The European Union is calling for broadband for all citizens, with government money the way to make it happen.
According to the European Commission, universal availability of broadband "is crucial for fostering growth and jobs in Europe", particularly in less developed areas.
Now, the EC said, investments and telecoms legislation in member states must be directed to make this happen.
The Commission is encouraging government to share broadband best practice and set targets for the rollout of rural broadband services, currently hampered by suppliers' fears over potentially low take-up.
Competition commissioner Neelie Kroes said a balance must be struck between state intervention and interference in the market.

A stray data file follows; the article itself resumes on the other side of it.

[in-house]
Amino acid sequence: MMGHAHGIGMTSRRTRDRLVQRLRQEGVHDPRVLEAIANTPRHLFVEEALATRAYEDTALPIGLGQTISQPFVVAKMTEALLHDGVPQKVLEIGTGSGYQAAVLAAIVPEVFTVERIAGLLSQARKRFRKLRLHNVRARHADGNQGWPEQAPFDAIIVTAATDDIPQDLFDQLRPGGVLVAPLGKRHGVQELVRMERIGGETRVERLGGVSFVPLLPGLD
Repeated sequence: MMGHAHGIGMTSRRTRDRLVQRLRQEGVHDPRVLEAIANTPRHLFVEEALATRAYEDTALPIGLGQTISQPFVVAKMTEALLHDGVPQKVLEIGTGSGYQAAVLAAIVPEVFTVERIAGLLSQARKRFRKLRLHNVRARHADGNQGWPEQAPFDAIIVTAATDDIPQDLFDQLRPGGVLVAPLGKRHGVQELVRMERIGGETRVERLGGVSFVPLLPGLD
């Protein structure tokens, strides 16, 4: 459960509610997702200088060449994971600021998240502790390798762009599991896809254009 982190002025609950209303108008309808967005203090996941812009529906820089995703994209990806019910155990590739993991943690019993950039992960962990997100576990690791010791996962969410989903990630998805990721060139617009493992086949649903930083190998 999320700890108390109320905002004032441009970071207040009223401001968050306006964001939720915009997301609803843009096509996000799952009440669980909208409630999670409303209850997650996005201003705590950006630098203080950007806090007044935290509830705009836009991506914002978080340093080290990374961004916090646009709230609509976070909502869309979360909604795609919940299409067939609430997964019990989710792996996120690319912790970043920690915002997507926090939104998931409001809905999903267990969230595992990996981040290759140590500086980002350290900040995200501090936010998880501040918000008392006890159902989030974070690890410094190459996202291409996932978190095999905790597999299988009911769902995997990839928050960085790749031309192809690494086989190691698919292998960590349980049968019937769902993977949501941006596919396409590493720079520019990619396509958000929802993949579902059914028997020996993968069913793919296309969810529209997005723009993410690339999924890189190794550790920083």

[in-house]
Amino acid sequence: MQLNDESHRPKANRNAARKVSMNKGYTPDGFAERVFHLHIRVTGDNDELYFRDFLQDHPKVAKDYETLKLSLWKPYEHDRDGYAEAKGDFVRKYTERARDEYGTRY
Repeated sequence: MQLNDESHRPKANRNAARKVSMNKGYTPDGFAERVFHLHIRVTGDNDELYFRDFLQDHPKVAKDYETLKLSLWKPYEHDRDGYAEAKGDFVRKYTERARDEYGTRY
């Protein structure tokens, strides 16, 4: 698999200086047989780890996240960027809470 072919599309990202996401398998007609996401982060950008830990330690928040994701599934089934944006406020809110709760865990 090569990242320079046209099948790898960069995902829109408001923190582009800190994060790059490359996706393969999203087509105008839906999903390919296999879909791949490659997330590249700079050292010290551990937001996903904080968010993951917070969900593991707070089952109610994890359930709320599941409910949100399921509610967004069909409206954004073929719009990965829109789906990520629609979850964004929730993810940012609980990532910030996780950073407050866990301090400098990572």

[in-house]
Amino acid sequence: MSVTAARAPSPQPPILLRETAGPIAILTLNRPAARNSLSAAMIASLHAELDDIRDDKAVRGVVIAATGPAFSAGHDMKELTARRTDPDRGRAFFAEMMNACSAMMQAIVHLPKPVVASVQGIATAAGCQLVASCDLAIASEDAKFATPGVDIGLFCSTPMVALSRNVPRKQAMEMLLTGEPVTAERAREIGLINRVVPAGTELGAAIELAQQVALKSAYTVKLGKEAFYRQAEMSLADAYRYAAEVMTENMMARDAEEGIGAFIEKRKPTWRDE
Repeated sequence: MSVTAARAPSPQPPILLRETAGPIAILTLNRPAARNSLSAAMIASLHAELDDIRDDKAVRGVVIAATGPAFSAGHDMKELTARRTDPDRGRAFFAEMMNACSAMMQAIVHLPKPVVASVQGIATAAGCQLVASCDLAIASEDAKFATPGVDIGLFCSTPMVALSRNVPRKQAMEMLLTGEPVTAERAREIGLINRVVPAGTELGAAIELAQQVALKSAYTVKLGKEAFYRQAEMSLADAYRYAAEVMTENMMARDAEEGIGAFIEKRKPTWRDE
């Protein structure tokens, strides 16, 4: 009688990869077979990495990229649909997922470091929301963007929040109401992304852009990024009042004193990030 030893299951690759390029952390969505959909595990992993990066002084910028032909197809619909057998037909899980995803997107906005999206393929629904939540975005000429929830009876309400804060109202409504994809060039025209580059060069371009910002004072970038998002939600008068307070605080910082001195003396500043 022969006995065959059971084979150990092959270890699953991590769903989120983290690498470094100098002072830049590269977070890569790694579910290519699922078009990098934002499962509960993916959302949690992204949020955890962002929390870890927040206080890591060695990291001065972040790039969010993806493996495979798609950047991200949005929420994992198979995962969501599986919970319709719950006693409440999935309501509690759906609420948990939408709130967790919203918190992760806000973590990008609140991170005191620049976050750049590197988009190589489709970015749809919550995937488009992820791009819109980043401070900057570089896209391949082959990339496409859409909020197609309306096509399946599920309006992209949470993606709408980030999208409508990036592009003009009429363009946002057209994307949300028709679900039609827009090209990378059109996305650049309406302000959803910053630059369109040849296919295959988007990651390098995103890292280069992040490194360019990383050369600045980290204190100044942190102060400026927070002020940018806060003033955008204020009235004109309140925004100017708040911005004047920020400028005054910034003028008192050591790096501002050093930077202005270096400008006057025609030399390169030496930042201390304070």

She said in a statement: "Deployment of broadband may be hampered by market failures in rural and remote areas. In such cases, well-targeted state aid may therefore be appropriate. But we have to make sure that state aid does not crowd out private initiative, nor distort competition to an extent contrary to the common interest."
Broadband penetration across the continent stands at some 13 per cent of the population. The UK is one of the most avid broadband users, with more than seven million DSL lines alone.
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